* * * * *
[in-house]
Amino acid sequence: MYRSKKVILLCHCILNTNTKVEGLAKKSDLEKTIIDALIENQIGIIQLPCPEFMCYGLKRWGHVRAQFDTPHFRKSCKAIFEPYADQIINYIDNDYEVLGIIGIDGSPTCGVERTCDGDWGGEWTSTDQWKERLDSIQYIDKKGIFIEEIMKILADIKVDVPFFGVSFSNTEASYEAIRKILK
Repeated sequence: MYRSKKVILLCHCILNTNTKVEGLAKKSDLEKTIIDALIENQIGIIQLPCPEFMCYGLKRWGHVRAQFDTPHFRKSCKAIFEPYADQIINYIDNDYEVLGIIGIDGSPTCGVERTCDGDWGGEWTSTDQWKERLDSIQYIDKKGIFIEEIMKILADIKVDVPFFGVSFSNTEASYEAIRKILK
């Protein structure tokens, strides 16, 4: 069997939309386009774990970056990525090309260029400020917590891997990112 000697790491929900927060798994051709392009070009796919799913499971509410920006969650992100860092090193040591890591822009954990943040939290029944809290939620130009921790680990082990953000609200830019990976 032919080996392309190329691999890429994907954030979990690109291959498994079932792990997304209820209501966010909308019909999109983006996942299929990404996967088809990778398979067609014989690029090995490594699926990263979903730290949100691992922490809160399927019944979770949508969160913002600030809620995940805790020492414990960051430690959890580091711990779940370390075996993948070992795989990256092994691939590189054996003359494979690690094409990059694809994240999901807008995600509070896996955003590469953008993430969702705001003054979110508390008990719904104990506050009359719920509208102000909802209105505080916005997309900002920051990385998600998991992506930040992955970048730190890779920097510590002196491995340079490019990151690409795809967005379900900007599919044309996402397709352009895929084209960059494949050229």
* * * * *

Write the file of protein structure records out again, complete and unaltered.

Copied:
[in-house]
Amino acid sequence: MYRSKKVILLCHCILNTNTKVEGLAKKSDLEKTIIDALIENQIGIIQLPCPEFMCYGLKRWGHVRAQFDTPHFRKSCKAIFEPYADQIINYIDNDYEVLGIIGIDGSPTCGVERTCDGDWGGEWTSTDQWKERLDSIQYIDKKGIFIEEIMKILADIKVDVPFFGVSFSNTEASYEAIRKILK
Repeated sequence: MYRSKKVILLCHCILNTNTKVEGLAKKSDLEKTIIDALIENQIGIIQLPCPEFMCYGLKRWGHVRAQFDTPHFRKSCKAIFEPYADQIINYIDNDYEVLGIIGIDGSPTCGVERTCDGDWGGEWTSTDQWKERLDSIQYIDKKGIFIEEIMKILADIKVDVPFFGVSFSNTEASYEAIRKILK
């Protein structure tokens, strides 16, 4: 069997939309386009774990970056990525090309260029400020917590891997990112 000697790491929900927060798994051709392009070009796919799913499971509410920006969650992100860092090193040591890591822009954990943040939290029944809290939620130009921790680990082990953000609200830019990976 032919080996392309190329691999890429994907954030979990690109291959498994079932792990997304209820209501966010909308019909999109983006996942299929990404996967088809990778398979067609014989690029090995490594699926990263979903730290949100691992922490809160399927019944979770949508969160913002600030809620995940805790020492414990960051430690959890580091711990779940370390075996993948070992795989990256092994691939590189054996003359494979690690094409990059694809994240999901807008995600509070896996955003590469953008993430969702705001003054979110508390008990719904104990506050009359719920509208102000909802209105505080916005997309900002920051990385998600998991992506930040992955970048730190890779920097510590002196491995340079490019990151690409795809967005379900900007599919044309996402397709352009895929084209960059494949050229």